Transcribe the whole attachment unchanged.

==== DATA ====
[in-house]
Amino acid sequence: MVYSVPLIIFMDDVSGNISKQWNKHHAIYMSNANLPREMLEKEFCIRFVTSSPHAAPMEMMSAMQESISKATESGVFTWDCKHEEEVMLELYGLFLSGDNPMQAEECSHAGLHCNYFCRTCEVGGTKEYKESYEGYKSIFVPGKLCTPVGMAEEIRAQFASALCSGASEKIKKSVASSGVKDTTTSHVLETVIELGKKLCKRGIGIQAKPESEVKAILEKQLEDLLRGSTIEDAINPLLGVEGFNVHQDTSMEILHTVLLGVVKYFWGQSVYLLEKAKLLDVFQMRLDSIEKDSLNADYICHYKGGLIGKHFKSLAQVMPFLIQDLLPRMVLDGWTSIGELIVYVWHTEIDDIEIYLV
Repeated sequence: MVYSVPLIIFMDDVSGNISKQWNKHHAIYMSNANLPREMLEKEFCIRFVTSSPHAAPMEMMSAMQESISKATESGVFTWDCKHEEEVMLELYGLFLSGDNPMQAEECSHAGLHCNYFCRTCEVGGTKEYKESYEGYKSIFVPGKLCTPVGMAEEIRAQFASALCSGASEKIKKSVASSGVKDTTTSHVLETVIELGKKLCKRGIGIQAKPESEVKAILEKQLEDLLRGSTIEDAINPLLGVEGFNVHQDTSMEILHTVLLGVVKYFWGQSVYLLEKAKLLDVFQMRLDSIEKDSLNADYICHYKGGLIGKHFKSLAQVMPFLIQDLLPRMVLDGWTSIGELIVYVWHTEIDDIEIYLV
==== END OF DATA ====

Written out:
[in-house]
Amino acid sequence: MVYSVPLIIFMDDVSGNISKQWNKHHAIYMSNANLPREMLEKEFCIRFVTSSPHAAPMEMMSAMQESISKATESGVFTWDCKHEEEVMLELYGLFLSGDNPMQAEECSHAGLHCNYFCRTCEVGGTKEYKESYEGYKSIFVPGKLCTPVGMAEEIRAQFASALCSGASEKIKKSVASSGVKDTTTSHVLETVIELGKKLCKRGIGIQAKPESEVKAILEKQLEDLLRGSTIEDAINPLLGVEGFNVHQDTSMEILHTVLLGVVKYFWGQSVYLLEKAKLLDVFQMRLDSIEKDSLNADYICHYKGGLIGKHFKSLAQVMPFLIQDLLPRMVLDGWTSIGELIVYVWHTEIDDIEIYLV
Repeated sequence: MVYSVPLIIFMDDVSGNISKQWNKHHAIYMSNANLPREMLEKEFCIRFVTSSPHAAPMEMMSAMQESISKATESGVFTWDCKHEEEVMLELYGLFLSGDNPMQAEECSHAGLHCNYFCRTCEVGGTKEYKESYEGYKSIFVPGKLCTPVGMAEEIRAQFASALCSGASEKIKKSVASSGVKDTTTSHVLETVIELGKKLCKRGIGIQAKPESEVKAILEKQLEDLLRGSTIEDAINPLLGVEGFNVHQDTSMEILHTVLLGVVKYFWGQSVYLLEKAKLLDVFQMRLDSIEKDSLNADYICHYKGGLIGKHFKSLAQVMPFLIQDLLPRMVLDGWTSIGELIVYVWHTEIDDIEIYLV